Religion news in brief

National Cathedral to charge fee

WASHINGTON – Struggling to cover its costs, officials at Washington National Cathedral say they’ve decided to begin charging admission fees for tourists who visit the church beginning in 2014.

The fee will be $10 for adults and $6 for children, seniors and military. Admission will be free Sundays, as well as on weekdays for those who visit to worship or pray.

The Rev. Gary Hall is the cathedral’s dean, and he says the church will charge for tourism but not for essential services. He says the decision to charge was made reluctantly but that cathedrals in Europe charge fees to help fund upkeep.

The National Cathedral is working to raise funds to repair earthquake damages from 2011 totaling $26 million. The church still must raise $19 million for repairs.

Psalm book fetches record $14.2M

NEW YORK – A tiny book of psalms from the year 1640 has sold for $14.2 million in New York City, setting an auction record for a printed book.

The Bay Psalm Book is believed to be the first book printed in what’s now the United States. Only 11 copies survive, in varying degrees of completeness.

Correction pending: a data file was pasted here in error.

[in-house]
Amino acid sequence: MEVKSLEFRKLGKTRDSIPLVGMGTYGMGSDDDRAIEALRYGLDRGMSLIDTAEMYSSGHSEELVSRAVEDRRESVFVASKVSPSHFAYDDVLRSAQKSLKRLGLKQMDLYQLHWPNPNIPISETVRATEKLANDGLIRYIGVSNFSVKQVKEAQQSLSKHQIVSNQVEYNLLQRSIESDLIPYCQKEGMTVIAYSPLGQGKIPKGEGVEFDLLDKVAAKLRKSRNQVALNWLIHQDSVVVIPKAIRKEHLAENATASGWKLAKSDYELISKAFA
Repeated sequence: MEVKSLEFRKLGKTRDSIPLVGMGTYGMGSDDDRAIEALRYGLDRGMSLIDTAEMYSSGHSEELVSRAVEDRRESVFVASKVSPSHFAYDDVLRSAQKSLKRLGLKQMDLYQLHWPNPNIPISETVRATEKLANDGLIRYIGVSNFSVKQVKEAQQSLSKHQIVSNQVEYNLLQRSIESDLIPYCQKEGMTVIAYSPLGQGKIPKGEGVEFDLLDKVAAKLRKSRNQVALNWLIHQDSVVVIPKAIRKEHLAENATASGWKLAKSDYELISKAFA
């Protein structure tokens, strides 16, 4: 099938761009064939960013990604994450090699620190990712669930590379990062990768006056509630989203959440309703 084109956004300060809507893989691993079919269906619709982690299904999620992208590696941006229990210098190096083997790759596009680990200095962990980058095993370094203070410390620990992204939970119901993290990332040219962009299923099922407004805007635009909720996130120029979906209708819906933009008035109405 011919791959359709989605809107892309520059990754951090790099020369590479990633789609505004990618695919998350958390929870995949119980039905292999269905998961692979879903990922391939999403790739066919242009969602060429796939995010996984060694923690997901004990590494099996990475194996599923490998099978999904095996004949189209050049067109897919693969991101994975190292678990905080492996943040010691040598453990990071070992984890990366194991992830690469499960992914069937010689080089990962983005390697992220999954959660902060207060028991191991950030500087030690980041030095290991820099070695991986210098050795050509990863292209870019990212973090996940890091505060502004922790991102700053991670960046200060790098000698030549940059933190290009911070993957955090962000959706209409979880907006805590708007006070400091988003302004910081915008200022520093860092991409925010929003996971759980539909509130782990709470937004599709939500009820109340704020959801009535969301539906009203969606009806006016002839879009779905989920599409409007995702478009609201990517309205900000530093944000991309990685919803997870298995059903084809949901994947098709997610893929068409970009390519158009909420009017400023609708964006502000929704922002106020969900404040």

The book sold at Sotheby’s auction house in Manhattan on Tuesday evening was one of two copies held by Boston’s Old South Church, which sold it to increase its grants and fund its ministries.

It was bought by American businessman and philanthropist David Rubenstein, who plans to lend it to libraries around the country. Its presale estimate was $15 million to $30 million.

Pope bundles up for chilly audience

VATICAN CITY – A chilly Pope Francis has cheered the thousands of pilgrims who braved a cold snap belting Italy to attend his weekly general audience, saying they were courageous to come out.

Francis himself was bundled up in a white double-breasted winter coat and scarf, but it wasn’t enough. He had to use his sleeves as a muffler to keep his hands warm amid temperatures that Wednesday dipped to freezing with the wind chill factored in.

For the bulk of the audience, Francis sat on a platform under gray skies in the wind-whipped St. Peter’s Square.

Francis cancelled his audiences earlier this month after suffering a cold. The 77-year-old Argentine doesn’t enjoy the robust health of his predecessors, having lost most of one lung to an infection when he was younger.

Associated Press